One of the most coveted rarities in the sport1939 Masters Championship Gold Medal Presented to Ralph Guldahl. Ralph Guldahl (1911-1987) was the best golfer in the world from 1936 through 1939. During that time, he won three Western Opens (1936, 1937, 1938) two United States Opens (1937, 1938), and one Masters (1939 - after having finished second in both 1937 and 1938). The young Texas native had amassed a record that surpassed Ben Hogan, Byron Nelson, and Sam Snead up to that point. However, for reasons unknown, Guldahl flamed out like a shooting star. His game left him beginning in 1940, and for all practical purposes he left the game after 1941, only playing sporadically in tour events thereafter. Some say that he lost his swing when he analyzed his action in writing his 1939 golf instruction book called "Groove Your Golf." The more likely explanation is that Guldahl's heart was not devoted to playing tournament golf. He was a family man who wanted to stay at home. In this regard, it should be pointed out that in those days it was difficult to earn a living on the PGA Tour unless you were at the very top of the game. Guldahl probably didn't think the reward was worth the effort. In any case, Guldahl's brilliance did earn him a well-deserved induction into the World Golf Hall of Fame in 1981.
Heritage Auctions has sold some of the finest Championship golf medals over the past two years, including British Open Gold Medals and PGA Championship Gold Medals. However, Guldahl's 1939 Masters Gold Medal has to be considered equal to or better than those fine offerings. There's a very good reason why the collecting hobby is so rarely blessed with an opportunity at ownership. First of all, there is a great deal of uncertainty over the kinds of awards that were given out in the early years of the Masters Tournament. Even the official Masters website cannot be considered authoritative. Research by our best consultants indicates that no medals were awarded at all until 1951, at which time the winner began receiving a Gold Medal and the runner-up a silver medal. At that time, prior winners were permitted to buy Gold Medals to commemorate their past achievements. Not all of the champions were willing to foot the bill for a Gold Medal. Over the years, the design of the Masters Gold Medal has changed only once. The later version has a sharper strike and edge than the original version and the driveway in front of the clubhouse appears prominently in the later version but not in the earlier version.
Guldahl's 1939 Masters Gold Medal is the later version. This makes sense because Guldahl stopped playing in the Masters after 1948 and didn't play again until 1964 when he was in his fifties (just showing up as a past champion in a ceremonial capacity). So he would not have been present to purchase one of the early versions or like some of the past champions, and he may have chosen not to purchase one even if he was given the chance because he already had received a Winner's Plaque for his 1939 victory. That plaque is also being offered as a separate lot in this auction. Guldahl probably received his Gold Medal at a later time when the Masters Tournament was a big money-maker for the club, and he probably didn't have to pay for it by that time.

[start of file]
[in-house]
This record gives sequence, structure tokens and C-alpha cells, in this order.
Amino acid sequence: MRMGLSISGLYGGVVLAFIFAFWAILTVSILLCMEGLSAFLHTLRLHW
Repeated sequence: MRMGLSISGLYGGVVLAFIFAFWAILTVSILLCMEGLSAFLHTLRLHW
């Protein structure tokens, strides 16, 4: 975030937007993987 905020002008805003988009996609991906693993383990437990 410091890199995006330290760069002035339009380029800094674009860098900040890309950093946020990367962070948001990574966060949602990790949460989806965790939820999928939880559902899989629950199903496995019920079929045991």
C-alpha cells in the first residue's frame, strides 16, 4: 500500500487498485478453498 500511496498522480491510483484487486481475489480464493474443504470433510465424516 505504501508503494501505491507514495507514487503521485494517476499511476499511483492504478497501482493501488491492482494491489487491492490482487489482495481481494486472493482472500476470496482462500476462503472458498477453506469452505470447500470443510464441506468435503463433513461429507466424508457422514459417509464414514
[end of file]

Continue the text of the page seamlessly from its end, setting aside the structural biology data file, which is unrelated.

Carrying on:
Since the Masters is the youngest (but perhaps the most coveted) of the four Major Championships, and because the awarding of gold championship medals for the years prior to 1951 cannot be fully ascertained, and because most of the winners are major (rich) stars who have either retained their medals or donated them to museums (Nicklaus, Palmer, Player, Snead, Nelson, Woods, etc.), there is really no opportunity for a collector to acquire a Masters Championship Gold Medal. It is said that Craig Wood's 1941 Masters Gold Medal was sold privately for over $100,000 about a decade ago. Certainly Ralph Guldahl's Gold Medal is in the same ballpark.
This medal measures 1.75" in diameter and weighs 1.7 ounces. Gold content marked on side of medal is ten karats. As the photos clearly show, the detail is outstanding and the condition is Near Mint. The front of the medal depicts the famous clubhouse along with the driveway surrounding the Founders Circle. The perimeter reads, "Augusta National Golf Club." The back of the medal has the familiar Augusta National logo (map of the USA with the flag coming out of the State of Georgia), and it reads, "Masters Tournament" and "Ralph Guldahl 1939." This offering may be a collector's only chance to ever own a Masters Championship Gold Medal. Letter of provenance from Ralph Guldahl, Jr.
1939 Masters Championship Gold Medal Presented to Ralph Guldahl.
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